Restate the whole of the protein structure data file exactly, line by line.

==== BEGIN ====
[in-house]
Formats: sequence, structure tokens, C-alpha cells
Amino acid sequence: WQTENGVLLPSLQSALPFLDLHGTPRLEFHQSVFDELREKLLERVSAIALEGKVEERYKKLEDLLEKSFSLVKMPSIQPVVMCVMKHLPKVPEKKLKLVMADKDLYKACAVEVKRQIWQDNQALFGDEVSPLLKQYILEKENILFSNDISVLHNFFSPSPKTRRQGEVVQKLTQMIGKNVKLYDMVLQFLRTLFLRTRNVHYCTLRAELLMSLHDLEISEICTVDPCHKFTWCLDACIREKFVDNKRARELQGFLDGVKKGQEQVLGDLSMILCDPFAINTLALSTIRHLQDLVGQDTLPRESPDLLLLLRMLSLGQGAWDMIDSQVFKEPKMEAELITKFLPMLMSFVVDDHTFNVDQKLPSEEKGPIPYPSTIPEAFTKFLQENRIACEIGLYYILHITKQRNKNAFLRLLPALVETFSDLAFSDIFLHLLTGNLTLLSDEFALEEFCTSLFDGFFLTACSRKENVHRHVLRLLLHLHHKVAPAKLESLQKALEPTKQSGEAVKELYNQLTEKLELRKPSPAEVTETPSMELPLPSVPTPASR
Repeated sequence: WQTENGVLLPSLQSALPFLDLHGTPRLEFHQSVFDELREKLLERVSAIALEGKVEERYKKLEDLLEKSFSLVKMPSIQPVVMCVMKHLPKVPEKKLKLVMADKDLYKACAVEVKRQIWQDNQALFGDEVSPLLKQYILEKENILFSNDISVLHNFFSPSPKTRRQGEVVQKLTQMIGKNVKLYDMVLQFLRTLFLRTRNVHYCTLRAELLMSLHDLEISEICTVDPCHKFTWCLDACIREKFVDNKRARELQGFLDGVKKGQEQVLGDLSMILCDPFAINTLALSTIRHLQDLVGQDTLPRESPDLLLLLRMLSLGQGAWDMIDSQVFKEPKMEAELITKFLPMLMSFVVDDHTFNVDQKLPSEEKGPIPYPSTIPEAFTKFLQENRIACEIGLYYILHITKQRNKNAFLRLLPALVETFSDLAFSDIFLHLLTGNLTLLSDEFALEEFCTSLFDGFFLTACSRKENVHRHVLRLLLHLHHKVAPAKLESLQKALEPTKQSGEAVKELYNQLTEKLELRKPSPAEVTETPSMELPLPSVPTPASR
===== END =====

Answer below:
[in-house]
Formats: sequence, structure tokens, C-alpha cells
Amino acid sequence: WQTENGVLLPSLQSALPFLDLHGTPRLEFHQSVFDELREKLLERVSAIALEGKVEERYKKLEDLLEKSFSLVKMPSIQPVVMCVMKHLPKVPEKKLKLVMADKDLYKACAVEVKRQIWQDNQALFGDEVSPLLKQYILEKENILFSNDISVLHNFFSPSPKTRRQGEVVQKLTQMIGKNVKLYDMVLQFLRTLFLRTRNVHYCTLRAELLMSLHDLEISEICTVDPCHKFTWCLDACIREKFVDNKRARELQGFLDGVKKGQEQVLGDLSMILCDPFAINTLALSTIRHLQDLVGQDTLPRESPDLLLLLRMLSLGQGAWDMIDSQVFKEPKMEAELITKFLPMLMSFVVDDHTFNVDQKLPSEEKGPIPYPSTIPEAFTKFLQENRIACEIGLYYILHITKQRNKNAFLRLLPALVETFSDLAFSDIFLHLLTGNLTLLSDEFALEEFCTSLFDGFFLTACSRKENVHRHVLRLLLHLHHKVAPAKLESLQKALEPTKQSGEAVKELYNQLTEKLELRKPSPAEVTETPSMELPLPSVPTPASR
Repeated sequence: WQTENGVLLPSLQSALPFLDLHGTPRLEFHQSVFDELREKLLERVSAIALEGKVEERYKKLEDLLEKSFSLVKMPSIQPVVMCVMKHLPKVPEKKLKLVMADKDLYKACAVEVKRQIWQDNQALFGDEVSPLLKQYILEKENILFSNDISVLHNFFSPSPKTRRQGEVVQKLTQMIGKNVKLYDMVLQFLRTLFLRTRNVHYCTLRAELLMSLHDLEISEICTVDPCHKFTWCLDACIREKFVDNKRARELQGFLDGVKKGQEQVLGDLSMILCDPFAINTLALSTIRHLQDLVGQDTLPRESPDLLLLLRMLSLGQGAWDMIDSQVFKEPKMEAELITKFLPMLMSFVVDDHTFNVDQKLPSEEKGPIPYPSTIPEAFTKFLQENRIACEIGLYYILHITKQRNKNAFLRLLPALVETFSDLAFSDIFLHLLTGNLTLLSDEFALEEFCTSLFDGFFLTACSRKENVHRHVLRLLLHLHHKVAPAKLESLQKALEPTKQSGEAVKELYNQLTEKLELRKPSPAEVTETPSMELPLPSVPTPASR